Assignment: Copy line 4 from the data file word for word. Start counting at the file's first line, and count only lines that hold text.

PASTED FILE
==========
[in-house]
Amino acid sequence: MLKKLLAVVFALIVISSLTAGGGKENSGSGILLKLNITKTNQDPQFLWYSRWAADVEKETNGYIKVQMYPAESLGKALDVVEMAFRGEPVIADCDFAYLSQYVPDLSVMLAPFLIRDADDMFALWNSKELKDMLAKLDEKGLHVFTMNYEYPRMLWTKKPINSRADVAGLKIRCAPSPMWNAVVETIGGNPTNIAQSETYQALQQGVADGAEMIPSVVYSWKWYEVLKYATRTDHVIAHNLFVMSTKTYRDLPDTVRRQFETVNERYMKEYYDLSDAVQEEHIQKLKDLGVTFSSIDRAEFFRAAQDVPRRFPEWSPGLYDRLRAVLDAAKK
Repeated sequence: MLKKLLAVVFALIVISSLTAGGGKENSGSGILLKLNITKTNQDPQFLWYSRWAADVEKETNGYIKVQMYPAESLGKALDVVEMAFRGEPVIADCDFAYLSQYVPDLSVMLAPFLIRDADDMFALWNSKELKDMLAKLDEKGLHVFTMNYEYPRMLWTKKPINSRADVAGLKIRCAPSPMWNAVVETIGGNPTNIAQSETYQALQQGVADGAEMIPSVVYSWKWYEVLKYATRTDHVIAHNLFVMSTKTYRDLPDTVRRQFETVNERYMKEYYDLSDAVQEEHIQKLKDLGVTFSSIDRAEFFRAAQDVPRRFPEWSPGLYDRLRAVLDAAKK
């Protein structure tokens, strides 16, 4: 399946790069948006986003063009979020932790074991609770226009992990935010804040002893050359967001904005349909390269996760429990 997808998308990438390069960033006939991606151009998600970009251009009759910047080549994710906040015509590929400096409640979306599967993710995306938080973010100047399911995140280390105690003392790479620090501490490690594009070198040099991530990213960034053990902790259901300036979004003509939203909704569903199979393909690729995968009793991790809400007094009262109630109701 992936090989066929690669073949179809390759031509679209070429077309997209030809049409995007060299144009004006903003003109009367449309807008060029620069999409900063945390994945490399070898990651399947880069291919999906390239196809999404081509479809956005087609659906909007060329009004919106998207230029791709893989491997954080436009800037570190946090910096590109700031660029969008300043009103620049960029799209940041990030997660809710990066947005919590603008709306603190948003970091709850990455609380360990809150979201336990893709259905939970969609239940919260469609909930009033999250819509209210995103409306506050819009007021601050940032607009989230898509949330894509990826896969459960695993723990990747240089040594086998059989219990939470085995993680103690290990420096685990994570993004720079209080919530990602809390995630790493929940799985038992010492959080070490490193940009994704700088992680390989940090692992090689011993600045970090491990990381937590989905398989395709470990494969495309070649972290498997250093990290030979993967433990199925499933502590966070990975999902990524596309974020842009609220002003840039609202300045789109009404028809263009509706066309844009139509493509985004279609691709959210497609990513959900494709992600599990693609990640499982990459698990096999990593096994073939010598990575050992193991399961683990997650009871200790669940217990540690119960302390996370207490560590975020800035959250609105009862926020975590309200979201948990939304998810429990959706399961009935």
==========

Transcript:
């Protein structure tokens, strides 16, 4: 399946790069948006986003063009979020932790074991609770226009992990935010804040002893050359967001904005349909390269996760429990 997808998308990438390069960033006939991606151009998600970009251009009759910047080549994710906040015509590929400096409640979306599967993710995306938080973010100047399911995140280390105690003392790479620090501490490690594009070198040099991530990213960034053990902790259901300036979004003509939203909704569903199979393909690729995968009793991790809400007094009262109630109701 992936090989066929690669073949179809390759031509679209070429077309997209030809049409995007060299144009004006903003003109009367449309807008060029620069999409900063945390994945490399070898990651399947880069291919999906390239196809999404081509479809956005087609659906909007060329009004919106998207230029791709893989491997954080436009800037570190946090910096590109700031660029969008300043009103620049960029799209940041990030997660809710990066947005919590603008709306603190948003970091709850990455609380360990809150979201336990893709259905939970969609239940919260469609909930009033999250819509209210995103409306506050819009007021601050940032607009989230898509949330894509990826896969459960695993723990990747240089040594086998059989219990939470085995993680103690290990420096685990994570993004720079209080919530990602809390995630790493929940799985038992010492959080070490490193940009994704700088992680390989940090692992090689011993600045970090491990990381937590989905398989395709470990494969495309070649972290498997250093990290030979993967433990199925499933502590966070990975999902990524596309974020842009609220002003840039609202300045789109009404028809263009509706066309844009139509493509985004279609691709959210497609990513959900494709992600599990693609990640499982990459698990096999990593096994073939010598990575050992193991399961683990997650009871200790669940217990540690119960302390996370207490560590975020800035959250609105009862926020975590309200979201948990939304998810429990959706399961009935």